Unions join forces on glyphosate issue

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The UFU, and the other UK farm unions, have joined forces to fight off attempts by campaigners to prevent the re-registration of glyphosate, the active ingredient in Roundup and the world’s most widely used product to combat weeds in farm crops.

The unions have jointly written to the European Commission and key UK members of the European Parliament (MEPs) urging them to reject attempts by members of the parliament’s environment committee and others to block glyphosate’s re-registration.

UFU president, Ian Marshall, says those campaigning for this are seeking to ignore science.

“Glyphosate is widely and safely used to control weeds and ensure that invasive plant species along riverbanks are effectively managed,” said Mr Marshall.

He said glyphosate is a key part of farmers’ toolboxes and is used responsibly across the EU.

“The best available science says it’s safe. I believe we must be led by that and not by campaigners who care little about food production and price,” he said.

Mr Marshall added that failure to re-register glyphosate would be a blow for science-led decision making in the EU.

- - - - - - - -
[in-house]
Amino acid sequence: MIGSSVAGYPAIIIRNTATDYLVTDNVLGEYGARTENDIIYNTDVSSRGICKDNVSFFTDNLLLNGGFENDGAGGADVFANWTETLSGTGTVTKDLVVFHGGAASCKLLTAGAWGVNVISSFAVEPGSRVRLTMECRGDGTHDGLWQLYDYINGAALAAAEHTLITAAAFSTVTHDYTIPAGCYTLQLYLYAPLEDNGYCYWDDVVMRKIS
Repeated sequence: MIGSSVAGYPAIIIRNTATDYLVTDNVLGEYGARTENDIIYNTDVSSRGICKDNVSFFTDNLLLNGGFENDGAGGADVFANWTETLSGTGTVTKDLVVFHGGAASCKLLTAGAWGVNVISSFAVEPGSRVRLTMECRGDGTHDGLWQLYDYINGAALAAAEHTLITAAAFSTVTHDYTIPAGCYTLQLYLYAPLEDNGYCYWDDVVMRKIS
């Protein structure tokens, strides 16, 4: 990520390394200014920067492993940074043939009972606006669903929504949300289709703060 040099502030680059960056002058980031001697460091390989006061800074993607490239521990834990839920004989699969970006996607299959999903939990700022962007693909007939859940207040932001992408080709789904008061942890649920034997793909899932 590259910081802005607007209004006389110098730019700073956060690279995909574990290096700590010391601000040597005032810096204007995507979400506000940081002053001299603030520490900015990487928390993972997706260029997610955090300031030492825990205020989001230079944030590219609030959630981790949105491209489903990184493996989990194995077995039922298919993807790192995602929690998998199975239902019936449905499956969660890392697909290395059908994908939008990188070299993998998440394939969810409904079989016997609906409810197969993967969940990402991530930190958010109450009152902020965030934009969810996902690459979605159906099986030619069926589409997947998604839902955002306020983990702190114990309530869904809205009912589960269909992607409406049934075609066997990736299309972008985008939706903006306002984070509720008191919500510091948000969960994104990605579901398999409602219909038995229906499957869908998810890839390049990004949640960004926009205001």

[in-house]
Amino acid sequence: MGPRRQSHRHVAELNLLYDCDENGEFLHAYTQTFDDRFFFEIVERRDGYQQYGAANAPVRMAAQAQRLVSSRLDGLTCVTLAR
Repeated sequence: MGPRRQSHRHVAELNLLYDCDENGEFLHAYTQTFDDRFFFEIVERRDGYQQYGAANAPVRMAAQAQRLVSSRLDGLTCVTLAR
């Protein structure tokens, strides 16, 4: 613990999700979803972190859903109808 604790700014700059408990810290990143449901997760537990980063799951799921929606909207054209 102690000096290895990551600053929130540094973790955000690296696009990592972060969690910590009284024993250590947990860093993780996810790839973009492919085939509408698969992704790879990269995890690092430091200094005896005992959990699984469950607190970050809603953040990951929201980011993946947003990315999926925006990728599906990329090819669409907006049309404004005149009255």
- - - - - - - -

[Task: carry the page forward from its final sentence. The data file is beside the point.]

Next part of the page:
“It would only hit European farmers because it would not stop the importation of products grown with the cost advantage of glyphosate use,” said Mr Marshall.

The UFU says the loss of glyphosate would greatly increase the time and cost of managing weeds not only for farmers but for local councils and gardeners. It also undermines the competitive production of high quality, affordable crops in the EU.

“If farmers are to meet the challenge of sustainably producing more food for a growing global population and build resilience to climate change, we must have the tools we need to do so. Glyphosate is a vital part of that equation,” said Mr Marshall.

Meanwhile, Copa and Cogeca have sent a letter to the EU Commission and MEPs urging them to keep glyphosate on the EU market.

Secretary-General Pekka Pesonen said that without glyphosate, crops throughout the world would be seriously threatened.